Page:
Among areas falling within scope of ‘kata’ exemption, the Prime Minister mentioned hairdressers, beauticians, decorators, glaziers, electricians, other human health care service providers, performing artists, plumbers, gas and heating technicians, carpenters, those working in inpatient care, floor and wall tilers, personal trainers, persons engaged in other sporting activities, and those catering for the needs of the elderly and persons with disabilities. The full list will be published in a decree to be released in the evening.
Mr Orbán also said they are authorising the deferment of ‘kata’ debts incurred before 1 March; taxpayers in arrears with such payment liabilities will be required to pay these debts in the quarter following the end of the state of danger.
As part of the measures, similar to tourism and catering, Hungarian media providers will also be granted exemption due to their lost advertising revenues.
A decision has been made about the suspension of evictions, confiscations and tax-related executions; existing tax debts will have to be paid after the end of the state of danger.
The various maternity entitlements expiring during the state of danger will be extended; mothers will be kept in their present status for the duration of the state of danger.
He stressed that these measures serve to protect the jobs of Hungarians. Those who do lose their jobs must be helped to find new ones within the shortest possible time, he said, observing that they had succeeding in doing that once before, after 2010. “We will get back up on our feet again.”
Mr Orbán highlighted that the government had organised the containment effort against the coronavirus epidemic on four fronts; “we must stand our ground on four fronts all at once”, including military, police, health care and economic containment measures.
He said from the phase of group incidences “we are fast approaching the phase of mass incidences,” stating that at present there are 167 confirmed patients in the country. However, regarding the actual number of infected persons, there are only estimates which vary greatly. At the same time, the number of actual infected persons is evidently much higher than 167, he added.
One hundred and eight of the 167 patients are so-called virus carriers, meaning that they carry the virus, but are not ill. 27 of them are displaying symptoms; they are the ones who are most likely to recover from the disease. Nine patients are gravely ill, in need of intensive care. The number of fatalities stands at 7; 5 of them suffered from cardiovascular diseases and diabetes, one of them was a cancer patient, while another one suffered from colopathy. The average age of the deceased is 69 years, he said.
As part of his announcement, the Prime Minister said from Tuesday morning all physicians and nurses working in intensive care units will be supplied with special face masks. Other physicians and nursing staff working in hospitals in non-intensive care will receive surgical face masks. Anyone taken to hospital due to suspected coronavirus infection will be immediately supplied with a surgical mask. As we should expect a long containment period, the Prime Minister asked those concerned to manage stocks in a disciplined manner.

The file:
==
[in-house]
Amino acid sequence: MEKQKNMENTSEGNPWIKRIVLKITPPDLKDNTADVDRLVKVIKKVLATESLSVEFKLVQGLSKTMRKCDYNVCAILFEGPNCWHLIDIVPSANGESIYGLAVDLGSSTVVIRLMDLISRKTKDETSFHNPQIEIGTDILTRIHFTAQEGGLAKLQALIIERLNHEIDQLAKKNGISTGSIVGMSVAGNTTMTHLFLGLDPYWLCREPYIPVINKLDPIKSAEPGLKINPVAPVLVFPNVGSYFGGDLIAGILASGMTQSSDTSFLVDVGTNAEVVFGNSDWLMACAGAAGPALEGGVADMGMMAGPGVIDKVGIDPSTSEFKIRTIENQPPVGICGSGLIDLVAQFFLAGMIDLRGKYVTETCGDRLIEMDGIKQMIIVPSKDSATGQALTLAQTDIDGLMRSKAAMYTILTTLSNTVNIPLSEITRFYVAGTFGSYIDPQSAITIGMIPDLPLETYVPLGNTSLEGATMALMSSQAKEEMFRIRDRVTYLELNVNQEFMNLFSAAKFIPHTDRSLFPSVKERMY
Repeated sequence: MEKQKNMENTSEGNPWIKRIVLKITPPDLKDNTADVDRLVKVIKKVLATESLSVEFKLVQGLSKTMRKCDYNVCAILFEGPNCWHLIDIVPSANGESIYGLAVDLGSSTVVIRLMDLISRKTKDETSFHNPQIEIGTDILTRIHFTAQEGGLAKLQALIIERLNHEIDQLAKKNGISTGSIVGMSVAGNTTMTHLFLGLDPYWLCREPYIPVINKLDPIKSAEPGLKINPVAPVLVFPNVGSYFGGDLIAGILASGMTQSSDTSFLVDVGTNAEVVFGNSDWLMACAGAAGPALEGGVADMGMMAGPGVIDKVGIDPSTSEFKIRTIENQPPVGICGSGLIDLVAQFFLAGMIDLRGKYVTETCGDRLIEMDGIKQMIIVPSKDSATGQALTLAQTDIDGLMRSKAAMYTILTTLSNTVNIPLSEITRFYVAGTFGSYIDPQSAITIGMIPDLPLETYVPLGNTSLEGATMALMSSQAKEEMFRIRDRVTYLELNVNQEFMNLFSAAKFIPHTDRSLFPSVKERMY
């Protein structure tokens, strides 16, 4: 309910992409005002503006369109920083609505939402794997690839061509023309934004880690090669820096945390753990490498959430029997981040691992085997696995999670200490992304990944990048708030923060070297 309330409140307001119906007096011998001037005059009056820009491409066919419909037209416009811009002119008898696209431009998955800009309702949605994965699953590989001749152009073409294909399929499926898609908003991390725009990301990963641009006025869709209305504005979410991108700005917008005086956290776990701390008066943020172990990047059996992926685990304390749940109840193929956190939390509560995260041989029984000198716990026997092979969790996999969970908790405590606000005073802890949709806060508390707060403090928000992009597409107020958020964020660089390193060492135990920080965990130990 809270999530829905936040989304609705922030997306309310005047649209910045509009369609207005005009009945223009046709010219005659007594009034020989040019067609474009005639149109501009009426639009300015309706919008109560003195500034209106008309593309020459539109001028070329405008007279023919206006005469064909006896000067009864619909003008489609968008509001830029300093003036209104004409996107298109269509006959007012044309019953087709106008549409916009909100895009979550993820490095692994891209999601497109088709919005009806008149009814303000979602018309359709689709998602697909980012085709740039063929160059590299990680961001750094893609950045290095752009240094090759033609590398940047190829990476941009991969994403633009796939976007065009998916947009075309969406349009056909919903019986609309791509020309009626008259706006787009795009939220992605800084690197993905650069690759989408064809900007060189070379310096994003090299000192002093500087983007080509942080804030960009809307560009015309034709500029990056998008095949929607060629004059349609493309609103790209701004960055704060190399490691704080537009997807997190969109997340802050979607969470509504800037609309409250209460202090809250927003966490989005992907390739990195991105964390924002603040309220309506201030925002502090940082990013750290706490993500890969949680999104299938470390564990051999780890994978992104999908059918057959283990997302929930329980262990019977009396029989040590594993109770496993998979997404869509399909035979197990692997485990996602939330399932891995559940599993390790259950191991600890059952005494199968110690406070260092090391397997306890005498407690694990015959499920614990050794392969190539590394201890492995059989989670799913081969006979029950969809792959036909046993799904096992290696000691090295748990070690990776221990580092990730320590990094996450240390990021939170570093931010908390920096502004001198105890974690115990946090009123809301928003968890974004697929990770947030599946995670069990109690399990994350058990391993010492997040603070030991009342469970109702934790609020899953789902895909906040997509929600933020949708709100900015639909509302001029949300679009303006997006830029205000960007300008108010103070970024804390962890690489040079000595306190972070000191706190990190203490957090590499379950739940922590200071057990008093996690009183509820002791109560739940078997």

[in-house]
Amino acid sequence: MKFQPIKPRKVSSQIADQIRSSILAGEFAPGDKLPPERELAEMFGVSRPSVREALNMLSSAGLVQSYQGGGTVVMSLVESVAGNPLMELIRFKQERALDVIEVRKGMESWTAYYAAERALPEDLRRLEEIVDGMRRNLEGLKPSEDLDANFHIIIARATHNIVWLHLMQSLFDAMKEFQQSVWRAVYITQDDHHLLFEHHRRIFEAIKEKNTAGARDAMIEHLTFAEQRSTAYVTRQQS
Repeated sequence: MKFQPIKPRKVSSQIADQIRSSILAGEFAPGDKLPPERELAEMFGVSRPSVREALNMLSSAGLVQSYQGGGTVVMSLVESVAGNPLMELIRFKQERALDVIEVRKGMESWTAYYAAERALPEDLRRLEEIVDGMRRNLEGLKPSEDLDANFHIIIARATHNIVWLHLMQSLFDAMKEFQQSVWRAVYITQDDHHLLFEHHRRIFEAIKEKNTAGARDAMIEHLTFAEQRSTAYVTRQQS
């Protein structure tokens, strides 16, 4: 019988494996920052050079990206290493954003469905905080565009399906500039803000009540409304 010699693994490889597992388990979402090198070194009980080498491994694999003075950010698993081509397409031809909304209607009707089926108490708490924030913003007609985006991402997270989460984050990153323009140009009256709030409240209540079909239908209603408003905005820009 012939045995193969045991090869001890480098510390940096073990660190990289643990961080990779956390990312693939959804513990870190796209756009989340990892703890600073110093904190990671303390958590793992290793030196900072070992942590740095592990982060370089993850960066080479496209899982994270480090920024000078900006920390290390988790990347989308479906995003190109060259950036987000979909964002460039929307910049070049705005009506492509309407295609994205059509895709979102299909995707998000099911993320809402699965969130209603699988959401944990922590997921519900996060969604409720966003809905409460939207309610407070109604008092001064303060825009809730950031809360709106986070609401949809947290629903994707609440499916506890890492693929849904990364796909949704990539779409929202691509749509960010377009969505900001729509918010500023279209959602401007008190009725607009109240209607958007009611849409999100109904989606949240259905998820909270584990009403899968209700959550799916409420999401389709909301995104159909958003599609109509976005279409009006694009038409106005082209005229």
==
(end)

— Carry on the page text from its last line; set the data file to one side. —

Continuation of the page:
Outlining health care data, he reported that there are 1.5 million medical face masks; at present, 25,000 are being manufactured daily, but this week this number will increase to 80,000 daily. There are 129,000 special face masks, 20 million pairs of rubber gloves, 170,000 protective gowns, and 2,560 ventilators. Supplies can be procured from the East; the country has reserved enormous quantities; consignments are arriving on an ongoing basis; they are expecting more than 10 planes of supplies, he said.
Hospital capacities are as follows, he listed: the number of hospital beds stands at 66,906, the number of physicians under the age of 65 is 19,431, the number of residents is 4,312, while there are 900 medical students in the last year of their training. As a result, 24,643 persons are able to serve as doctors. The number of health care workers under the age of 65 stands at 105,000.
Regarding the police as part of the containment effort, the Prime Minister said there are 70,275 deployable police personnel aged under 65, while there are a further 46,573 volunteers, including neighbourhood watch personnel.
Soldiers, including 23,950 career soldiers, 9,381 reservists and 10,649 officers released from duty in the past five years, are taking part in border controls at an elevated level, are preparing for cooperation with the police for the event that they should be required to provide patrolling services, and are also standing by to assist vital companies in Hungary.
In total, the government is able to rely on 139,684 persons for law enforcement purposes. They are responsible for checking compliance with quarantine orders, and if more stringent curfew regulations are introduced, they will be required to enforce them, he said.
He further confirmed that non-Hungarian nationals returning home may transit the country via humanitarian corridors. “Even under such circumstances, we must remain humane; we want to make our neighbours our friends,” he said.
In conclusion, Mr Orbán said the period ahead will be difficult, and will demand personal efforts on everyone’s part. But we must make those efforts because “we can save human lives now”.
“The more of us that cooperate, the more lives we will be able to save. We are being faced with a task that no one can resolve on their own. Everyone shares responsibility, […] instead of dissension and disputes, the time has come for standing together,” he said, adding that he will ask Members of Parliament to do just that.